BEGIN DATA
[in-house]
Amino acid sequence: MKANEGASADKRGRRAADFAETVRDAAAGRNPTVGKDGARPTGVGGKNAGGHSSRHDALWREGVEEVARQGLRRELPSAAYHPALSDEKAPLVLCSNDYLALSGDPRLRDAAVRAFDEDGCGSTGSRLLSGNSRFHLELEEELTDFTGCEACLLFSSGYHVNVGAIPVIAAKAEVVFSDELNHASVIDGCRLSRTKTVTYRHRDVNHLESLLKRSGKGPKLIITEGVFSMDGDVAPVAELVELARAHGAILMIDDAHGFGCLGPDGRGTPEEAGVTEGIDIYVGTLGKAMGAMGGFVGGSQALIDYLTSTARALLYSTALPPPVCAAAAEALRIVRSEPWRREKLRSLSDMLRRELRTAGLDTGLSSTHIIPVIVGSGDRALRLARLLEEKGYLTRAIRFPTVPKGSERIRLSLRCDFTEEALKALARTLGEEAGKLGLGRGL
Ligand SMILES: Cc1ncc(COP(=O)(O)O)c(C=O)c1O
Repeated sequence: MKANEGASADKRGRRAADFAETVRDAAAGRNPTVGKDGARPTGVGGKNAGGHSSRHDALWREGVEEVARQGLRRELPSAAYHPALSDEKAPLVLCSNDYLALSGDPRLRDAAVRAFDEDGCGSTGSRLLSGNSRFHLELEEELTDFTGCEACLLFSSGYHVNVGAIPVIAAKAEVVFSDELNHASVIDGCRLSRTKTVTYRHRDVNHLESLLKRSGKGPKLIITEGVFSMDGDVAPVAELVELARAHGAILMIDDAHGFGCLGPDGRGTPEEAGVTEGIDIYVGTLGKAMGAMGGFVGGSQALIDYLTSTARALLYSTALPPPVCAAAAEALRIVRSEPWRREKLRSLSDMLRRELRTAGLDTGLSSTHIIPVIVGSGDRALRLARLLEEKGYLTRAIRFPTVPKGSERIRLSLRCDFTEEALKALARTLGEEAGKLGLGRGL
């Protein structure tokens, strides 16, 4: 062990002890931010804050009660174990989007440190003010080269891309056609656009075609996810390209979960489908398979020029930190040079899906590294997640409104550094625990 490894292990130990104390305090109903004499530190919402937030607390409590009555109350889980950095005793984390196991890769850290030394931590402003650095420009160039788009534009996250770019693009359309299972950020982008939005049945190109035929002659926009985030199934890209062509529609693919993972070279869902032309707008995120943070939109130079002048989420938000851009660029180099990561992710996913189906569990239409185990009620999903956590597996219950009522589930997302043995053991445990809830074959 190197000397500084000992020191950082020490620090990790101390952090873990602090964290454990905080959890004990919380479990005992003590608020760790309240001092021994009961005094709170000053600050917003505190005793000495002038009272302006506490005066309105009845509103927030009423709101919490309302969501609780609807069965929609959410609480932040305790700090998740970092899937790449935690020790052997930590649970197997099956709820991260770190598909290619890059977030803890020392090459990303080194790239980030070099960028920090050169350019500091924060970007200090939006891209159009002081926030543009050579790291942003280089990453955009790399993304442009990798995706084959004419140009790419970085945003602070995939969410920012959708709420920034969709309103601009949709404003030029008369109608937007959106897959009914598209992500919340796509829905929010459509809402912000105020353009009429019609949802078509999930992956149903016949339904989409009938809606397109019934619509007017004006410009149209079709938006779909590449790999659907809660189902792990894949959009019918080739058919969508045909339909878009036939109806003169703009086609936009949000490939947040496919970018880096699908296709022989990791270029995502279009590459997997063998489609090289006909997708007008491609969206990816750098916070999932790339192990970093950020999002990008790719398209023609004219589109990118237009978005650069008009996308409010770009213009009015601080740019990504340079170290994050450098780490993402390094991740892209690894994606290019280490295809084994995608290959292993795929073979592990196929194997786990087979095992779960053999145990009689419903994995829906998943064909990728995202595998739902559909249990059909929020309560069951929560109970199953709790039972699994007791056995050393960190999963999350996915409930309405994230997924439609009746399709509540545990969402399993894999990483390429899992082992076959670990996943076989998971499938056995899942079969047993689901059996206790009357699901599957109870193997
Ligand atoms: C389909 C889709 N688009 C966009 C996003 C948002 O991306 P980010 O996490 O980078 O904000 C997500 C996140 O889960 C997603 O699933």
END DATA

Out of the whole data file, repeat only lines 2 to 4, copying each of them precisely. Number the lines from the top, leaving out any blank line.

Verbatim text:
Amino acid sequence: MKANEGASADKRGRRAADFAETVRDAAAGRNPTVGKDGARPTGVGGKNAGGHSSRHDALWREGVEEVARQGLRRELPSAAYHPALSDEKAPLVLCSNDYLALSGDPRLRDAAVRAFDEDGCGSTGSRLLSGNSRFHLELEEELTDFTGCEACLLFSSGYHVNVGAIPVIAAKAEVVFSDELNHASVIDGCRLSRTKTVTYRHRDVNHLESLLKRSGKGPKLIITEGVFSMDGDVAPVAELVELARAHGAILMIDDAHGFGCLGPDGRGTPEEAGVTEGIDIYVGTLGKAMGAMGGFVGGSQALIDYLTSTARALLYSTALPPPVCAAAAEALRIVRSEPWRREKLRSLSDMLRRELRTAGLDTGLSSTHIIPVIVGSGDRALRLARLLEEKGYLTRAIRFPTVPKGSERIRLSLRCDFTEEALKALARTLGEEAGKLGLGRGL
Ligand SMILES: Cc1ncc(COP(=O)(O)O)c(C=O)c1O
Repeated sequence: MKANEGASADKRGRRAADFAETVRDAAAGRNPTVGKDGARPTGVGGKNAGGHSSRHDALWREGVEEVARQGLRRELPSAAYHPALSDEKAPLVLCSNDYLALSGDPRLRDAAVRAFDEDGCGSTGSRLLSGNSRFHLELEEELTDFTGCEACLLFSSGYHVNVGAIPVIAAKAEVVFSDELNHASVIDGCRLSRTKTVTYRHRDVNHLESLLKRSGKGPKLIITEGVFSMDGDVAPVAELVELARAHGAILMIDDAHGFGCLGPDGRGTPEEAGVTEGIDIYVGTLGKAMGAMGGFVGGSQALIDYLTSTARALLYSTALPPPVCAAAAEALRIVRSEPWRREKLRSLSDMLRRELRTAGLDTGLSSTHIIPVIVGSGDRALRLARLLEEKGYLTRAIRFPTVPKGSERIRLSLRCDFTEEALKALARTLGEEAGKLGLGRGL